Three-quarters of them, however, belong to men.
“If you don’t have that degree, you better be a guy,” said Nicole Smith, chief economist at the Georgetown University Center on Education and the Workforce.
Men have long dominated manufacturing, mining and construction — some of the best-paying fields open to high school graduates.
These goods-producing positions swelled 3.3 percent in the year before July, the strongest pace since 1984, according to a recent Washington Post analysis.
The upswing after a long lag has exacerbated the country’s labor shortage — there are more jobs open in the United States than workers to fill them. So, employers and unions lately have tried to recruit more women into traditionally masculine trades. The effort has introduced paid maternity leave, for example, to some ironworking roles.
But the share of female employees in such areas has remained stubbornly tiny, Smith said. Women hold fewer than a third of the country’s factory jobs, which can command salaries above $50,000, and they fill just 9 percent of construction positions. (The average annual income, per the Bureau of Labor Statistics: $40,000.)
Analysts say blue-collar jobs, even with increasing perks, have an image problem — society still doesn’t expect to see a woman wielding a jackhammer — and women who try to break into the industries face discrimination from bosses and colleagues.
Nearly 9 in 10 female construction workers have dealt with sexual harassment on the job, one Labor Department study found.
It’s hard to say how long the blue-collar growth spurt will last. A million more goods-producing jobs existed before the recession, The Post’s Heather Long reported. Today’s gains could vanish if the economy slips.
Since the downturn, women without degrees have cycled into more enduring — if worse-paying — types of work.
They tend to make a living in hospitality (51 percent female), child care (94 percent female), health care (78.5 percent female) and bookkeeping (60 percent female), government figures show.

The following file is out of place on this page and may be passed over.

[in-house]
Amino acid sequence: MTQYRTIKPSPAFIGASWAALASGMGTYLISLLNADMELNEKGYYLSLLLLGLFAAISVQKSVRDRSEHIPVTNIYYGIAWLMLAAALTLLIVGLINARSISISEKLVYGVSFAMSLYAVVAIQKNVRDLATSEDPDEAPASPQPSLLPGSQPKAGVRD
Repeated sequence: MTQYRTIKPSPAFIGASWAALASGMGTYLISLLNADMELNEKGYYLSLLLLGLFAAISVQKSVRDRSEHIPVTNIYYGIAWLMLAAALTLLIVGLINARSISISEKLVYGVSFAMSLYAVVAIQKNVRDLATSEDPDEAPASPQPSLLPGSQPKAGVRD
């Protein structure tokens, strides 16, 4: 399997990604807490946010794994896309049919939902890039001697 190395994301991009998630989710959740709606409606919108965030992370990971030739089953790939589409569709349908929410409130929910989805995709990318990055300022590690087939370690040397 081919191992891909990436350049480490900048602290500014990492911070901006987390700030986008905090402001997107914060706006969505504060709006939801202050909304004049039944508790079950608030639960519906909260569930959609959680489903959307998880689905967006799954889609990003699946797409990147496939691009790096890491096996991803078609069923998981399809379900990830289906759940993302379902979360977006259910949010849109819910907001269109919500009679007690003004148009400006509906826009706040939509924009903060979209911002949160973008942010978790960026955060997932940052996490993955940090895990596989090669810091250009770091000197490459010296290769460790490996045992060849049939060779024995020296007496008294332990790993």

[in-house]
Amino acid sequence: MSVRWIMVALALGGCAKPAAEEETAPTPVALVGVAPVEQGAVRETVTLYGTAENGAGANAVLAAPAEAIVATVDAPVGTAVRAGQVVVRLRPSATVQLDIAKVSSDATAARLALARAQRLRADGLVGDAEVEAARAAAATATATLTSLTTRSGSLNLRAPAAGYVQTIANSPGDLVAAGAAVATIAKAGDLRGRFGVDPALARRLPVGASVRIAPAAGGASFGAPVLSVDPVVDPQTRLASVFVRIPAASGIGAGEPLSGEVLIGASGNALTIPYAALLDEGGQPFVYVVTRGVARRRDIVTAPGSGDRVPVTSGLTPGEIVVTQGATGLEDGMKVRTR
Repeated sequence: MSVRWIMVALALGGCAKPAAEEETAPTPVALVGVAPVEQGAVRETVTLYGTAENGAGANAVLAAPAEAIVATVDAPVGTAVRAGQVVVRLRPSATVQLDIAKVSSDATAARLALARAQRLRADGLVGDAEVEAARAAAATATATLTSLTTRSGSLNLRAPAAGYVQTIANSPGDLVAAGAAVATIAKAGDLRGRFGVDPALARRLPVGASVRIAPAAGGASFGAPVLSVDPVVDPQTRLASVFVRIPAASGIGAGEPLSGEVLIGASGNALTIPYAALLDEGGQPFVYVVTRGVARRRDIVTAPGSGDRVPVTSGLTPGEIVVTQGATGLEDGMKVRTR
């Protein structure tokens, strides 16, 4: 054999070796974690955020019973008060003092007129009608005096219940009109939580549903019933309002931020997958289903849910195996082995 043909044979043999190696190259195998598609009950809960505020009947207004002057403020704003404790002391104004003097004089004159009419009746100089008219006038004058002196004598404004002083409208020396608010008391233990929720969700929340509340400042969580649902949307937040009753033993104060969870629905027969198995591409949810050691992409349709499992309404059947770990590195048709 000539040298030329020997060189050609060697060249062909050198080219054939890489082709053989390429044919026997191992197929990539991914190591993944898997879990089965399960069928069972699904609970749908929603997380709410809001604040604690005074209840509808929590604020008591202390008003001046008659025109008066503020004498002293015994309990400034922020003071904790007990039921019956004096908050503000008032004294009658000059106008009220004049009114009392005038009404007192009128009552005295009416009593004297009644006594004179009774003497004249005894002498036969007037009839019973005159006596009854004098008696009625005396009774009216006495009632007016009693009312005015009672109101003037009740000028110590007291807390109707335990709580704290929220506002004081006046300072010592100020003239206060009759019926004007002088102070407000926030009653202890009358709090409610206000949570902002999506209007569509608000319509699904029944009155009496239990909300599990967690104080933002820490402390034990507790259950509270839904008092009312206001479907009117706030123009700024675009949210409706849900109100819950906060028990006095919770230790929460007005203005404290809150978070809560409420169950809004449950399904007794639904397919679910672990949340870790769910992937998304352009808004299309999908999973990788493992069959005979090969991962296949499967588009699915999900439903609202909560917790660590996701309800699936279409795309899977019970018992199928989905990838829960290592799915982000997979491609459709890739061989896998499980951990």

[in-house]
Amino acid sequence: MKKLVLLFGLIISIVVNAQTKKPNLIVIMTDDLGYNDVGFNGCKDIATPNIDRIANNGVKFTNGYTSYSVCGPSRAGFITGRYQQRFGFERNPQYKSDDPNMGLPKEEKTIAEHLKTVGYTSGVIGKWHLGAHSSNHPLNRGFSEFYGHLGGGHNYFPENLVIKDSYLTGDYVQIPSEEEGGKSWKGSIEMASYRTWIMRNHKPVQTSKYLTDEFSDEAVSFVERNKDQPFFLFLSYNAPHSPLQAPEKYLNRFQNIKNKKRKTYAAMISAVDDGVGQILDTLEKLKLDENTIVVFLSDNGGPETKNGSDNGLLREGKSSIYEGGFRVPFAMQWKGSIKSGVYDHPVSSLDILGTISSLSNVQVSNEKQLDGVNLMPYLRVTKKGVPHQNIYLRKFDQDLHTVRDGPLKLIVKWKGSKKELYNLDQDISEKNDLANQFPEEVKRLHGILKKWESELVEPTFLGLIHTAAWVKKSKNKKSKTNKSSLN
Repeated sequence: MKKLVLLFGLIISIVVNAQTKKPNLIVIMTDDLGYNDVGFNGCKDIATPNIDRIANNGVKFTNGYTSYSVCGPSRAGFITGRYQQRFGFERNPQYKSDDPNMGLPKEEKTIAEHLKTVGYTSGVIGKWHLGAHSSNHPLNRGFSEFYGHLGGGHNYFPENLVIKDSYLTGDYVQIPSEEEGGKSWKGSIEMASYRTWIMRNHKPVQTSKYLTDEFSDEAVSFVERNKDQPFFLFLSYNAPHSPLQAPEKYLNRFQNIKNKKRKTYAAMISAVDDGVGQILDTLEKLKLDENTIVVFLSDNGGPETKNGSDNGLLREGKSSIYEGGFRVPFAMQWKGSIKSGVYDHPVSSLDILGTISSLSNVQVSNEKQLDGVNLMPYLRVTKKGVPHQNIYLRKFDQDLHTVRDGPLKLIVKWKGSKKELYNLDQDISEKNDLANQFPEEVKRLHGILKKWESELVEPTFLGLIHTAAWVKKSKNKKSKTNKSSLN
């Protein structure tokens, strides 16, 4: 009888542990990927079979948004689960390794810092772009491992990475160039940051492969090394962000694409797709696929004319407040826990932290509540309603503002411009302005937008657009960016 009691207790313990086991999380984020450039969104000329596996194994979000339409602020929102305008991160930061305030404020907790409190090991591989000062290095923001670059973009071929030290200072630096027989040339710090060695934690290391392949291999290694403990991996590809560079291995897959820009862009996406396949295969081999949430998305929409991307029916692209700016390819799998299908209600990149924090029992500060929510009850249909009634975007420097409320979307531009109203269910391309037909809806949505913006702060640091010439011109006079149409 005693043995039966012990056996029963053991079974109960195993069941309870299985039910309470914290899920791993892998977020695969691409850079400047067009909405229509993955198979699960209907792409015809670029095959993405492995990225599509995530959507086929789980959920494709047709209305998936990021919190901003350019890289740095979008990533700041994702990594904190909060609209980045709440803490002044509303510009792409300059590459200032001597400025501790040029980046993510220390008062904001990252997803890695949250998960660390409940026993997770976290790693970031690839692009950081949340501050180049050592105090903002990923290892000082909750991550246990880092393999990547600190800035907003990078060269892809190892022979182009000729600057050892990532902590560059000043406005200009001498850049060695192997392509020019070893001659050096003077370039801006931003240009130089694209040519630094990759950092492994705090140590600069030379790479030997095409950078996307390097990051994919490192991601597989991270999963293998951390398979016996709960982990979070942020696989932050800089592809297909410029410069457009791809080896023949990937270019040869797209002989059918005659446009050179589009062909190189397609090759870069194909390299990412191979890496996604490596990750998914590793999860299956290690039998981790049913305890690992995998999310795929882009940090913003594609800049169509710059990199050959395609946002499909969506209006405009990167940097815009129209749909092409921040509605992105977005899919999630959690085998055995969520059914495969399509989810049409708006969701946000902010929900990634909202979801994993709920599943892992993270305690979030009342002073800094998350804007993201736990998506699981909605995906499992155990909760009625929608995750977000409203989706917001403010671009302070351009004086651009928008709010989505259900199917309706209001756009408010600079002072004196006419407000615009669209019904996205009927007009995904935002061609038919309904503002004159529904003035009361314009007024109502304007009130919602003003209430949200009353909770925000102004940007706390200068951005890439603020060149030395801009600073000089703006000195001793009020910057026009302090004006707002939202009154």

Secretarial and administrative roles typically provided bigger paychecks to women with high school diplomas — median pay: $37,870 per year — but such work is shrinking.
The Bureau of Labor Statistics projects a 5 percent job loss in the field over the next decade as more companies automate tasks such as scheduling, record-keeping and data collection.
Nowadays, the jobless rate for women with only a high school diploma (4.7 percent) is higher than for men with the same educational attainment (3.5 percent). They’re also making less money.
Among workers without college degrees, women earn an average of 78.6 percent of what men take home, according to a recent analysis from the Institute for Women’s Policy Research. (That ratio is 80.4 percent in the broader economy.)
Ariane Hegewisch, program director of employment and earnings at IWPR, blames the wage imbalance on occupational segregation. The gender divide is particularly deep in fields full of workers with lower educational attainment.
Economists say more women entering managerial roles in the ’80s and ’90s reduced the gap among highly educated workers. Stereotypes about gender roles have more clearly persisted in fields with a historically extreme gender imbalance.
“Elder care, nursing home care, home health assistance — these jobs are growing a lot,” Hegewisch said. “They’re low-wage, and they’re predominantly female.”
Employment of nursing assistants and orderlies, including home health aides, is expected to surge by 17 percent through 2024 — or double the growth rate for all occupations, according to BLS figures. (Nursing assistants make an average of roughly $26,000 per year.)
Health-care workers won’t have to worry about the need for their work diminishing as the population ages, said Martha Gimbel, research director for the Hiring Lab at Indeed, a jobs site. Market forces, though, aren’t likely to lift their wages much, because Medicaid funds the pay of many health aides in nursing homes and private residences. Elderly or disabled customers often can’t afford to spend more on their services.
Fifty-five percent of home health workers subsist on incomes below 200 percent of the federal poverty line, per IWPR research.